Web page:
Attack dogs used against High Schoolers for planned protest and thought crimesYouTube
Mar. 27, 2012
FACT CHECK: Hillary Said 90% of Clinton Foundation Donations go to Charity. Actual Number? 5.7%
Wikileaks: Hillary Plotted Fake 'Grassroots' Campaign Using Celebs to Con Youth Into Voting for Her
LOL! WashPo's Jennifer Rubin Crashes & Burns During Bill O'Reilly Interview
UK: '12yo Refugee' Outed As 21yo Jihadist Threatens To Kill His Foster Mom & Her Kids
'The System IS Rigged!' Pat Buchanan Goes Off On CNN Propagandist!
Suspensions at Northwestern High in Md. create an uproar
By Ovetta Wiggins
One week, Shane James, an honor roll student at Northwestern High School in Prince George's County, was lauded for his political activism.
The next, he was removed from classes for attempting to effect change.
Northwestern Principal Edgar Batenga suspended James, 16, and three other students on March 1 for organizing a walkout to increase teacher pay, improve the quality of education and demand an apology to Filipino teachers who will lose their jobs because their visas will expire.
"We were trying to be politically active and show our concern for education," said Boris Mitiuriev, 18, a senior who planned to participate in the walkout. "It's just outrageous."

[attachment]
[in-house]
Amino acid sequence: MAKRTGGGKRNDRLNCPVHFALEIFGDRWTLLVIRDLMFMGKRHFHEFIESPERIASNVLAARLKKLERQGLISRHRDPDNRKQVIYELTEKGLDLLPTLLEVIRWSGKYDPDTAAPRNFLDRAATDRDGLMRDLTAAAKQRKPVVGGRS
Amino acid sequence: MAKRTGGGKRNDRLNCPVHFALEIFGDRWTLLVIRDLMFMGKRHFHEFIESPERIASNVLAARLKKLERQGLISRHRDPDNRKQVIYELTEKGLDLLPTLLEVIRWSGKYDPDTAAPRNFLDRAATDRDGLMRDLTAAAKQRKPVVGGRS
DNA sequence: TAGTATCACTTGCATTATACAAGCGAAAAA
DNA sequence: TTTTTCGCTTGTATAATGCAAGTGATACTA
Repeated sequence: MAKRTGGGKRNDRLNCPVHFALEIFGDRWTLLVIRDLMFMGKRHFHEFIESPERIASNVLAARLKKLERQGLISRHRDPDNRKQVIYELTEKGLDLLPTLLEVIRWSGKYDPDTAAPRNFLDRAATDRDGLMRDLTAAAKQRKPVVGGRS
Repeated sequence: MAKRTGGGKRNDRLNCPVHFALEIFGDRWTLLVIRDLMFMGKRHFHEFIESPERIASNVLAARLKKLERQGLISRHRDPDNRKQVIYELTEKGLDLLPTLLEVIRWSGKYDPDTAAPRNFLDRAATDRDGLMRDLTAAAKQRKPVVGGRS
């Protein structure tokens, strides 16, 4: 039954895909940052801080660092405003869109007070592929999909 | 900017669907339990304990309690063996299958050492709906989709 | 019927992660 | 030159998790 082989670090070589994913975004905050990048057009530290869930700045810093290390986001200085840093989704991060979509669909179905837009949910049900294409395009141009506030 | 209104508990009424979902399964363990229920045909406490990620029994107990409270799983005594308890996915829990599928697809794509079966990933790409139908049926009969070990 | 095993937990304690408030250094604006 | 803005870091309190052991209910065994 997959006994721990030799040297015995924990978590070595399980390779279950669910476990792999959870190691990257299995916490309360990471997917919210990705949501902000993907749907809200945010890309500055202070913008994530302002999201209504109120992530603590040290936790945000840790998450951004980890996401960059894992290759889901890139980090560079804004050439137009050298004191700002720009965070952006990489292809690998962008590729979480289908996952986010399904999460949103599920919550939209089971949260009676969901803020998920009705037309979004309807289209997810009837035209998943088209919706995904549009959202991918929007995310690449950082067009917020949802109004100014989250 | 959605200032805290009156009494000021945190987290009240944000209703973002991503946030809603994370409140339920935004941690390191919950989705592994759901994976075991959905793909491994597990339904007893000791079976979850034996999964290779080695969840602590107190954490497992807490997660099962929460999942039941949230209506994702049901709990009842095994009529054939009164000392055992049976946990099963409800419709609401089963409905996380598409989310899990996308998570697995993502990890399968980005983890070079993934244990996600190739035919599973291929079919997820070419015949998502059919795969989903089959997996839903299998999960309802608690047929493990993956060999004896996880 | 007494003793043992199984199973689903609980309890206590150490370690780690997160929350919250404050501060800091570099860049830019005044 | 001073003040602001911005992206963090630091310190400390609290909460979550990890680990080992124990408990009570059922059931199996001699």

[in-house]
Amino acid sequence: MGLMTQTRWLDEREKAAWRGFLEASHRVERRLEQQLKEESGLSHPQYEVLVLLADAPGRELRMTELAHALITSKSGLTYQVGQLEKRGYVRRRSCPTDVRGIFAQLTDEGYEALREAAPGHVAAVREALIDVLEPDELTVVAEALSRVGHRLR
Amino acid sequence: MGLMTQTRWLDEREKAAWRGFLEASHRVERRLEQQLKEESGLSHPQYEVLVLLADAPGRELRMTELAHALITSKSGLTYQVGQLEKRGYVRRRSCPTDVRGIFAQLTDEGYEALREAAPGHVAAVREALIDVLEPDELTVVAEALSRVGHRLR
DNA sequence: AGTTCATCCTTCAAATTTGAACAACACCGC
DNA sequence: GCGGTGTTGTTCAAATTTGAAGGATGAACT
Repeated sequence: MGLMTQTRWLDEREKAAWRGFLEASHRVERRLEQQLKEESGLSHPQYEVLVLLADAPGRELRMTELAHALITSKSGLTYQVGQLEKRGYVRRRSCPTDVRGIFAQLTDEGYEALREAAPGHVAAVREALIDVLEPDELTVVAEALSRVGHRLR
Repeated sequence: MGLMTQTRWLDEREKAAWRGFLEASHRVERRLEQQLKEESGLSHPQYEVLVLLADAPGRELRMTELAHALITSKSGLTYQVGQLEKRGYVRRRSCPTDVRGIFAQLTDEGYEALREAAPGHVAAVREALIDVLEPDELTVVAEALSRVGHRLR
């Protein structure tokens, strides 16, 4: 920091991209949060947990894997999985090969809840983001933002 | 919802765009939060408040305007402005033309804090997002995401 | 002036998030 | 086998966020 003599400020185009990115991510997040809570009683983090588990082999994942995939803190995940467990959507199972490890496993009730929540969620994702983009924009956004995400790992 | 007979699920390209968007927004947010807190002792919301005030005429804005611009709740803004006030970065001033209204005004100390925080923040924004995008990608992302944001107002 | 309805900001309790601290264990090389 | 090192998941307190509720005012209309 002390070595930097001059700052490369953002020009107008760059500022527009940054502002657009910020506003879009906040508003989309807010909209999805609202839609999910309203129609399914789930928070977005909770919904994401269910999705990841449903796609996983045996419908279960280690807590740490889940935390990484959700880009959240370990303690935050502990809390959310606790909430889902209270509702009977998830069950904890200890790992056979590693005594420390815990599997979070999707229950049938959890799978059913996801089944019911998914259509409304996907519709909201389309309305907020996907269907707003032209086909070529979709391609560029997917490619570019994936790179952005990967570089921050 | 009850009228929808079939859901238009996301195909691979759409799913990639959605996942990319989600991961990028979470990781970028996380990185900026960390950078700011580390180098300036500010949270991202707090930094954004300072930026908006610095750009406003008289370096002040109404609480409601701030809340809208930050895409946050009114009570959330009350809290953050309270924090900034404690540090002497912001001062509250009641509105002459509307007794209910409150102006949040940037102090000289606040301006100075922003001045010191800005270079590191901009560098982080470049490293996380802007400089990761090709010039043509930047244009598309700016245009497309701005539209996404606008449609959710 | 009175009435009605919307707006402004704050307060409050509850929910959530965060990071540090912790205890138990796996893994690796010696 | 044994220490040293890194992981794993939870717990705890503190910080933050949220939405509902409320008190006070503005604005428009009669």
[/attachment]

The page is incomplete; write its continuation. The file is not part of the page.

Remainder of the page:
The suspensions have created a firestorm. Many, including community leaders and Occupy protesters, argue that the students' rights to free speech and to assemble appear to have been violated. They are demanding that the suspensions be removed from the students' permanent records.
"I am really upset," said Danielle Duvall, James's mother. "My son didn't do anything that was illegal or wrong. He's not a troublemaker. He's one of the good guys."
Batenga said the students received a five-day suspension because they incited a disruption.
The students spent months planning the walkout, and they had more than 400 members of the 2,274-member student body prepared to participate.
According to the plan, the demonstrators were to meet outside at 2:40 p.m., at the end of third period. No one showed up, however, because Batenga, a first-year principal, had squashed the plans that day. He became aware of the planned demonstration the night before and made an early morning announcement instructing students not to participate.